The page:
My only experience with the FATE tabletop RPG was wonderful. Granted we struggled with the system in a heap of ways, but the overall effect was brilliant as the mechanics shifted the game logic into some wonderful narrative directions. Then there is the simplified version, FATE Accelerated – FAE which pairs back some of the system while retaining the coolest pieces.

While I havent played FAE yet (keen to do that though) – one of the tricks that reading the rules presents is having players roll their biggest stat all the time. That is largely because skills are replaced with Approaches which describe how you do something not your inherent skill a the task itself and this approach is what confers the roll bonus. So if you are a Flashy character and you can perform an action in a Flashy way then you get your +3 or whatever to the roll. Is this a problem or will players go with the story and feel of the game rather than the mechanics??

Rob Donoghue from Evil Hat Games has a nice post on this ‘Wrestling with FAE‘ where he posits some thoughts on how to adjust the engine to help. I was thinking last night that another approach might be to instil more flavour into the approaches themselves that enhances the double edged nature of many of the FAE Concepts. So rather than just Clever we have ‘Full Geek Out’. Then if a character is only being a somewhat careful then that’s just +1 rather than the full ‘Soooo Precise’ they might otherwise get. So Max +1 unless you go the all out on the approach.

Here is the kind of flavour I was envisaging. Apart from inviting more roleplaying from the heroes, it might hint at different costs for success or impacts from failure:

Quick = Race is On
Clever = Full Geek Out
Forceful = Unleash Raw Power
Flashy = Look at Me, Look at Me
Careful = Soooo Precise
Sneaky = Shadow and Blame


We were talking the other day about giving space for characters to interact with each other during the game itself. Often the ‘plot clock’ brings its pressure to the game, making incidental conversation or finding out about backstory elements a contested thing when there is some actual big problem or situation which requires the characters attention. Having everyone ok with taking time from the plot pressure to have a side conversation is tricky as it can feel like a distraction, though ultimately awesome. I note that this is really hard to force, having a spot in the game setup for characters to not follow the plot is a sure way for it to not really work out, it should feel natural.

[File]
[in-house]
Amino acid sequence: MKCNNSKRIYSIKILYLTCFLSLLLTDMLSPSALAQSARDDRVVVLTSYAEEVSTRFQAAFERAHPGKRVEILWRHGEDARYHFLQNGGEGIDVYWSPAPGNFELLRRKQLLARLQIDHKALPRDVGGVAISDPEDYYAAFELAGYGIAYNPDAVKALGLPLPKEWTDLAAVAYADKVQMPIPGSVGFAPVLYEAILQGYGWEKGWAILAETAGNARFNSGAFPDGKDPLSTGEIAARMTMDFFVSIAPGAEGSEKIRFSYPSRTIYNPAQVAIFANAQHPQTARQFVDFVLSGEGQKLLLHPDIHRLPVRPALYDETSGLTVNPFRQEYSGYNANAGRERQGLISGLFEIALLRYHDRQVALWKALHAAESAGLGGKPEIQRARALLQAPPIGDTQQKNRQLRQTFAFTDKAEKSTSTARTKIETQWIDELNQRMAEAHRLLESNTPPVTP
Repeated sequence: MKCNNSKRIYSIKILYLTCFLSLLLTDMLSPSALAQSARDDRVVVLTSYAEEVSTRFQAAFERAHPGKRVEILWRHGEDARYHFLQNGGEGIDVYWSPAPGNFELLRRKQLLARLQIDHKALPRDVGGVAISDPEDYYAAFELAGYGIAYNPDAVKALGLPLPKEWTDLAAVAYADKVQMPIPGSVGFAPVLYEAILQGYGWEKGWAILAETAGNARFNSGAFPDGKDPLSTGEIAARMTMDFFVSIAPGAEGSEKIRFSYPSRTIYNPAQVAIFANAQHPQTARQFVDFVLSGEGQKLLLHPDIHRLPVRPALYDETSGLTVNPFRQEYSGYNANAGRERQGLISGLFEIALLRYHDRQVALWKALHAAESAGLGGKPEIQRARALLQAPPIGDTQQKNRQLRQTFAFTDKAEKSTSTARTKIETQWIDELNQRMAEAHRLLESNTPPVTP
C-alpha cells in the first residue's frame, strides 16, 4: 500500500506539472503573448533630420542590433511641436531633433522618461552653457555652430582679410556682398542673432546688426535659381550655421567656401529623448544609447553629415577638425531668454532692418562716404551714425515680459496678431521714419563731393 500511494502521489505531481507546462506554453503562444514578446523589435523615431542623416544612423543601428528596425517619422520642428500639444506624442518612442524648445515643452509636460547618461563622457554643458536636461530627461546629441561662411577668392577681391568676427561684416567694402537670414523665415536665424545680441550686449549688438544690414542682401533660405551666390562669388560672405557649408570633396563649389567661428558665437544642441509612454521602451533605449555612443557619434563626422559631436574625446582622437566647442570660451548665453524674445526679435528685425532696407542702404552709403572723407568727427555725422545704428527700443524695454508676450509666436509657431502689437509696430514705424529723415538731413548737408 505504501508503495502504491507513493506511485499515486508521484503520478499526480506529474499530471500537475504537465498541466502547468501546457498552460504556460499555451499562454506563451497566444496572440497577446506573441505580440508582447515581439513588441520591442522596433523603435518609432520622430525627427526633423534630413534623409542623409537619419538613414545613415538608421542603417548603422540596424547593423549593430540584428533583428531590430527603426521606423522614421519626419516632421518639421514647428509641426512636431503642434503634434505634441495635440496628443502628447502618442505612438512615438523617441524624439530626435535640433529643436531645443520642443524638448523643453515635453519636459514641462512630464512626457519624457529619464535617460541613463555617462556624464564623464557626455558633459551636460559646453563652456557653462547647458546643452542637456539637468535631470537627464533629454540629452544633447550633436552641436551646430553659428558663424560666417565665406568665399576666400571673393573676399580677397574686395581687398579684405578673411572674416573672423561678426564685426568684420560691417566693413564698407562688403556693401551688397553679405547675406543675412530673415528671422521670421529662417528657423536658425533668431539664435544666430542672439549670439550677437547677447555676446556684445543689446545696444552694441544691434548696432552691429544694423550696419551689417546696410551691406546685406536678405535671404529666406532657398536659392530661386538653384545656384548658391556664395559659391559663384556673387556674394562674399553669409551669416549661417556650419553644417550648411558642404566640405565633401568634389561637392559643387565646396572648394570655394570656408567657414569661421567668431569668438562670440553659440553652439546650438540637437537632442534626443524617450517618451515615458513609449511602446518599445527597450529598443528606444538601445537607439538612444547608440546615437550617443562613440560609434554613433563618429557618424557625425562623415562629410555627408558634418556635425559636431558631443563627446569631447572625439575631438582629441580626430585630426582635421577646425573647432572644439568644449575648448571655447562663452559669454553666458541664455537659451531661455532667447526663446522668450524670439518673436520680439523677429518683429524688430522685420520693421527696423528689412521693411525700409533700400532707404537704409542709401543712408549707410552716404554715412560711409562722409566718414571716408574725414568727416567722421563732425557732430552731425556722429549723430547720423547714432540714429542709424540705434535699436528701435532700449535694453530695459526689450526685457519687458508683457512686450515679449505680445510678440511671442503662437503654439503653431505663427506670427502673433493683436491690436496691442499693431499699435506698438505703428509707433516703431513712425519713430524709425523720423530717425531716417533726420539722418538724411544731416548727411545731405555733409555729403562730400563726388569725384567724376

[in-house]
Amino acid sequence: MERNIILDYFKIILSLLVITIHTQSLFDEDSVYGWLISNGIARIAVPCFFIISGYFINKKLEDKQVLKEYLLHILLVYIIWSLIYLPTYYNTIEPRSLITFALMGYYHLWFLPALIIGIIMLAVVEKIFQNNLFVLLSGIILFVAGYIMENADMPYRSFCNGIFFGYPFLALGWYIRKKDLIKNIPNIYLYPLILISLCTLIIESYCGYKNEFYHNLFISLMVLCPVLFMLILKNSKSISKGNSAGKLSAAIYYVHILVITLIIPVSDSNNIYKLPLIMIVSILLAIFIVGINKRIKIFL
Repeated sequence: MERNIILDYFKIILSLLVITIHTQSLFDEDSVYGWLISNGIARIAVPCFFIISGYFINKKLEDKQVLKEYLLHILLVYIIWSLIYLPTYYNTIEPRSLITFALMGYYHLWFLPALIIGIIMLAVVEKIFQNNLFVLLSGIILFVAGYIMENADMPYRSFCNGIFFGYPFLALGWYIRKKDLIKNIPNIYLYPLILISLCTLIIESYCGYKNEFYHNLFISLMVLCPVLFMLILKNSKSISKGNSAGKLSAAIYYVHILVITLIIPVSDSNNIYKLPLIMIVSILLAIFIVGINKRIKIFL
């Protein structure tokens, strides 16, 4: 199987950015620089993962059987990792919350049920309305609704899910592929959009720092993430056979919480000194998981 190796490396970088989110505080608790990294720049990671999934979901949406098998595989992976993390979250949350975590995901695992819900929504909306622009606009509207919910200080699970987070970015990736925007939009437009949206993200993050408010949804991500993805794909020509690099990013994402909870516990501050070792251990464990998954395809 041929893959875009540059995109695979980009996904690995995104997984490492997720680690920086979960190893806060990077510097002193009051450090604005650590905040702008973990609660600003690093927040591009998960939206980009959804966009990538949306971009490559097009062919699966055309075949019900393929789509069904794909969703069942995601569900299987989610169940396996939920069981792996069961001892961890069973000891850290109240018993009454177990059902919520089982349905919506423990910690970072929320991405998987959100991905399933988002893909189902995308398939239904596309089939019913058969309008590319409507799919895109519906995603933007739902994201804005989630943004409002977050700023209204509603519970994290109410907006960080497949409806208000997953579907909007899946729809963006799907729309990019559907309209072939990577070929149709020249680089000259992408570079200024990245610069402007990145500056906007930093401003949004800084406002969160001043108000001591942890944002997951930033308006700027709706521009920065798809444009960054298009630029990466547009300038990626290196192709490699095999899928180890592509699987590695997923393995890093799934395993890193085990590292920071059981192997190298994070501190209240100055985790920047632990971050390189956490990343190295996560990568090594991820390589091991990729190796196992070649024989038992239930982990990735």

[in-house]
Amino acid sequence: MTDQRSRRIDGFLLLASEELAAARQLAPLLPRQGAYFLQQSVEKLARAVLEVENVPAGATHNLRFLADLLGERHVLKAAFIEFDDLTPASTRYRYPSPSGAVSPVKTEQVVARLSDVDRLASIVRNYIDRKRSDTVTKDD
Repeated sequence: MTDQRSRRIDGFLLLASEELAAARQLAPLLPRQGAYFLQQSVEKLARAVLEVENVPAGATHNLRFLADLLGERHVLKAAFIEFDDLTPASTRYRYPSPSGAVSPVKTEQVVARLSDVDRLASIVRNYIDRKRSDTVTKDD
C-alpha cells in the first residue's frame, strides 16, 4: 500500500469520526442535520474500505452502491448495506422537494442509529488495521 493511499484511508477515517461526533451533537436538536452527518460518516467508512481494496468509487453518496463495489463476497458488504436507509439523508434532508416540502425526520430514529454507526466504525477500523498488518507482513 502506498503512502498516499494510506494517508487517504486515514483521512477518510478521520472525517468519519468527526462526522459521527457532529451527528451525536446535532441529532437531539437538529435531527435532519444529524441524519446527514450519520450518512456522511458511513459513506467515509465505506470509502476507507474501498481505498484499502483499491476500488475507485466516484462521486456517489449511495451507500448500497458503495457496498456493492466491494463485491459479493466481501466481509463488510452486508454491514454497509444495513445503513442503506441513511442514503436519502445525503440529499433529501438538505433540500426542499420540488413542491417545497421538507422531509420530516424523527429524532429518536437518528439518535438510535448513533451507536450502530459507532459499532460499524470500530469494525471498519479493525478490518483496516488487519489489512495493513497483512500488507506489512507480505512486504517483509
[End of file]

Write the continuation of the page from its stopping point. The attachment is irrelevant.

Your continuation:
One side aspect of this is the etiquette around multiple conversations going at once. This happens often if the party gets split and some of the characters are discussing how they are going to deal with X while another character is doing something cool on their own. Should we all display enough interest in every player’s story to listen to the one conversation at a time or should we allow all these overlapping conversations to flourish – esp if they are all nicely in character??

While we are here, how about a few more interesting Tabletop RPG things that look cool:

Penny for Your Thoughts is very clever for such a simple thing – using some of these ideas in other games for character creation could be fun.
I couldn’t resist ordering ‘It’s Not My Fault‘ already – even if it is just for inspiration.
Built on the Apocalypse World engine, Masks look great, though I missed the Kickstarter.
Then there is Cloud Dungeon which brings some ‘art’ to the tabletop RPG experience = sweet.
Another Kickstarter is the English version of Shinobigami which looks dramatic.
Last thing for today is Michtim, I like the idea of emotions being stats.